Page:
I pen his obituary not only to celebrate his life but also to share his secret that you can challenge fate by following his simple recipe. Equal parts faith, education and ambition, shake well, and drink deep of this heady cocktail until luck and fate dare not knock on your door.
The enfant Kirmani had no right to be as successful as he became. The odds were cruelly stacked against him. Born into abject poverty into the already bustling house of a humble policeman, he rejected his apparent fate early on. From the start, success was important to him and he chose the medical profession to serve as an apt platform. But how would a penniless young man ever dream of preparing for the pre-schooling and preparation that would allow him to be admitted to King Edward Medical College.
A relentless networker, he shared a common trait with most great men; the sheer magnetic ability to draw the attention of kind benefactors who saw great potential in this man. With one such benefactor, he worked as a typist and watch repairer by night in a small shack in Saddar while attending college by day. Another he impressed enough to help him gain admission into King Edward Medical College. With yet another he facilitated his journey to England to successfully earn the right to be a Fellow of the prestigious Royal College of Physicians and Surgeons, once again repaying his debts by toiling as a road repairer by night.
It was in England that he polished his skills as a surgeon, quickly gaining renown as a young phenomenon. He had the whole package: talent, emerging fame, movie star good looks, and the world at his feet, finally.
Yet, he chose at this pivotal point to come back to Pakistan, to his mother, father, his many siblings and his country. He never forgot where he came from and set about to dedicate his life to helping the underprivileged.
The great wealth he accepted as a reward for his efforts never seemed to fit comfortably with the man who, for four decades, arose at 4 am to go to work, giving the poor the gift of sight as the Head of the Ophthalmology Department at Jinnah Medical College.
Dr Kirmani’s fame soon spread to the outside world. He was invited to a myriad of conferences and symposia to share his insights into field surgery and he even graced the cover of the UK Panorama magazine celebrating his contributions to Pakistan and his skills as a surgeon. His commitment to Pakistan never waned; he used his countless trips abroad to always bring something back to Pakistan. He was an early pioneer of advances such as inter-ocular lenses and laser surgery, often at his own cost.
It was incomprehensible to him how anyone could be content or still. He had but to spy you in a room full of people and his loud boom would fill the room, commanding you to come over. A hallmark warm hug, a clutch of the hand and you were his willing prisoner. A kaleidoscope of information enveloped you: the latest news, the latest research, world affairs, books, authors, travelogues, all for the inexpensive price of temporary hearing loss.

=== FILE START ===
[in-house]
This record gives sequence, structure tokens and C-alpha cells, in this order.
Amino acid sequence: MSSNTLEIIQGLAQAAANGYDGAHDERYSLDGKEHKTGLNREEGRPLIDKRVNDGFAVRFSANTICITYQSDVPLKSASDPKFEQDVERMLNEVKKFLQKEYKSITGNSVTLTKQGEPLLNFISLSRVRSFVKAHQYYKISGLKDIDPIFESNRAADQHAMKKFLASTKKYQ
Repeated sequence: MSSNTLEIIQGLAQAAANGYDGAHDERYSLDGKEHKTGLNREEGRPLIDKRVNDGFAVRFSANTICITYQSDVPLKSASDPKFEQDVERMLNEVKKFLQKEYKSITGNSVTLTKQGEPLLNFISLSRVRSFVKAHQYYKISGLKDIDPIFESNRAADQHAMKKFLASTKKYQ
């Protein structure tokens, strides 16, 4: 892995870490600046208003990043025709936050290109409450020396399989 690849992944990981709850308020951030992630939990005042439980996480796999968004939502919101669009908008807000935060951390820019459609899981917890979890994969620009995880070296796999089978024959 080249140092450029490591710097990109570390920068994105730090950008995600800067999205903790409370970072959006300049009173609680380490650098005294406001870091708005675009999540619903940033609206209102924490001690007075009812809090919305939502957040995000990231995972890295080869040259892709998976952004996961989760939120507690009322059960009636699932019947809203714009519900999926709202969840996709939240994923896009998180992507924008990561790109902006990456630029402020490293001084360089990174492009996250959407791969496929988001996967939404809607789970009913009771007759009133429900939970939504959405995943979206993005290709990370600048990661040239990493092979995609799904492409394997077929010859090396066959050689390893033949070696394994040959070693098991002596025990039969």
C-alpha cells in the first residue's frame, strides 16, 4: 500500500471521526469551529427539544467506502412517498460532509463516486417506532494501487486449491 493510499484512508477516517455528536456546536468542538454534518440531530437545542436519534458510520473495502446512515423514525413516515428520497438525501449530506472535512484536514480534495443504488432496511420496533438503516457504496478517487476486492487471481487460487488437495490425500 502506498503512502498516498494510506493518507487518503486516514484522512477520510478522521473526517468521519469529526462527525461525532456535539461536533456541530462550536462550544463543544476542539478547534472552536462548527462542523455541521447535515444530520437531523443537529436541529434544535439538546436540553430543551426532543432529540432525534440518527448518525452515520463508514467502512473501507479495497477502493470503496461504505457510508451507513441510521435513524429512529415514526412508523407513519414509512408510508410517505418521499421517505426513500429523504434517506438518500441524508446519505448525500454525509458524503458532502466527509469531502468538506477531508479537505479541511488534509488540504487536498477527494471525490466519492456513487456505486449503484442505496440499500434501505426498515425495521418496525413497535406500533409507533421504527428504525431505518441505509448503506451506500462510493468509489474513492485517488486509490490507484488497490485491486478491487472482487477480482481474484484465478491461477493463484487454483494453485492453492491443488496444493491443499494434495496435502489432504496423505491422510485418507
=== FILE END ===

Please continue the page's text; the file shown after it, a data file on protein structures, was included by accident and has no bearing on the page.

Spontaneity marked his life and it was always a thrill to hear the insistent honk of his car outside our gates, sure in the knowledge that as he swept into our lives, the next few hours would not be dull.
Every year he would pack all of us into an aging Land Rover jeep and trundle us off to some remote part of Pakistan where he had set up free eye clinics. He took no credit and no reward for this. As word spread throughout Pakistan of these clinics, more and more people would throng to these camps where he would perform under the harshest conditions often with no equipment. It was a life lesson in humility for me to wade through this sea of old men and women, sitting under the hot sun all day for their turn with him – and all would come out praying for him as he returned to them the gift of sight.
For him, thought was action and action was life. There he was one day in my cubicle in New York with the only advance notice the familiar boom of his voice pricking at my ears as he advanced upon my location. Why? Because he had an idea that he needed to setup a philanthropic organisation to deliver medical help to the downtrodden in South East Asia and I was to help him gain support for his idea.
He promptly brushed aside my careful admonishments of how much effort it take to realise his plan, commandeered my car and before the week was out, he had – with me meekly in tow - barged into homes and offices and signed up three of New York’s best known doctors for his cause. This led to a series of clinics established in Khyber Pakhtunkhwa and in other parts of South East Asia.
His recent years were marked by the ravages of age but with no loss of energy or enthusiasm. He was a giant of a man, never failing to inspire. The world is a less fecund place now.
Friday marked the end of an era for us but he will never be far.